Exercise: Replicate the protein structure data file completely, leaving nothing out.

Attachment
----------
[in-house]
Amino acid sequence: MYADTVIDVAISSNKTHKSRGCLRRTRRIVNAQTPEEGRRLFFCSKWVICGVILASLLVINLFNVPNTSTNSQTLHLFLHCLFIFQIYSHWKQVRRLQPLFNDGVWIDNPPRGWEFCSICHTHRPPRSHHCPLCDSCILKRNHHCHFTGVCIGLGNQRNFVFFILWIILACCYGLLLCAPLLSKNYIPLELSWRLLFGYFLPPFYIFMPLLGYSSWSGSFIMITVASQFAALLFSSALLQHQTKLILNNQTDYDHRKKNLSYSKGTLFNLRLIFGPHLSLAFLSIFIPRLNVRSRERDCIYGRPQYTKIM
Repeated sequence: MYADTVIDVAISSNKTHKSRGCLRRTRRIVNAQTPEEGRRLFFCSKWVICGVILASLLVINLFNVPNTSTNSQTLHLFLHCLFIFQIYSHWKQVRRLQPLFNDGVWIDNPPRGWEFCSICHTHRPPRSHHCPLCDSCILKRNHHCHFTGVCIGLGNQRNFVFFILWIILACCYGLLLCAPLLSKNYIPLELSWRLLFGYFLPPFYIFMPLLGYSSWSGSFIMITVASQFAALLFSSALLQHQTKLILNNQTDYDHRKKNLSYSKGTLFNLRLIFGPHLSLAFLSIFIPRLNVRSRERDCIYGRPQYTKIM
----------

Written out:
[in-house]
Amino acid sequence: MYADTVIDVAISSNKTHKSRGCLRRTRRIVNAQTPEEGRRLFFCSKWVICGVILASLLVINLFNVPNTSTNSQTLHLFLHCLFIFQIYSHWKQVRRLQPLFNDGVWIDNPPRGWEFCSICHTHRPPRSHHCPLCDSCILKRNHHCHFTGVCIGLGNQRNFVFFILWIILACCYGLLLCAPLLSKNYIPLELSWRLLFGYFLPPFYIFMPLLGYSSWSGSFIMITVASQFAALLFSSALLQHQTKLILNNQTDYDHRKKNLSYSKGTLFNLRLIFGPHLSLAFLSIFIPRLNVRSRERDCIYGRPQYTKIM
Repeated sequence: MYADTVIDVAISSNKTHKSRGCLRRTRRIVNAQTPEEGRRLFFCSKWVICGVILASLLVINLFNVPNTSTNSQTLHLFLHCLFIFQIYSHWKQVRRLQPLFNDGVWIDNPPRGWEFCSICHTHRPPRSHHCPLCDSCILKRNHHCHFTGVCIGLGNQRNFVFFILWIILACCYGLLLCAPLLSKNYIPLELSWRLLFGYFLPPFYIFMPLLGYSSWSGSFIMITVASQFAALLFSSALLQHQTKLILNNQTDYDHRKKNLSYSKGTLFNLRLIFGPHLSLAFLSIFIPRLNVRSRERDCIYGRPQYTKIM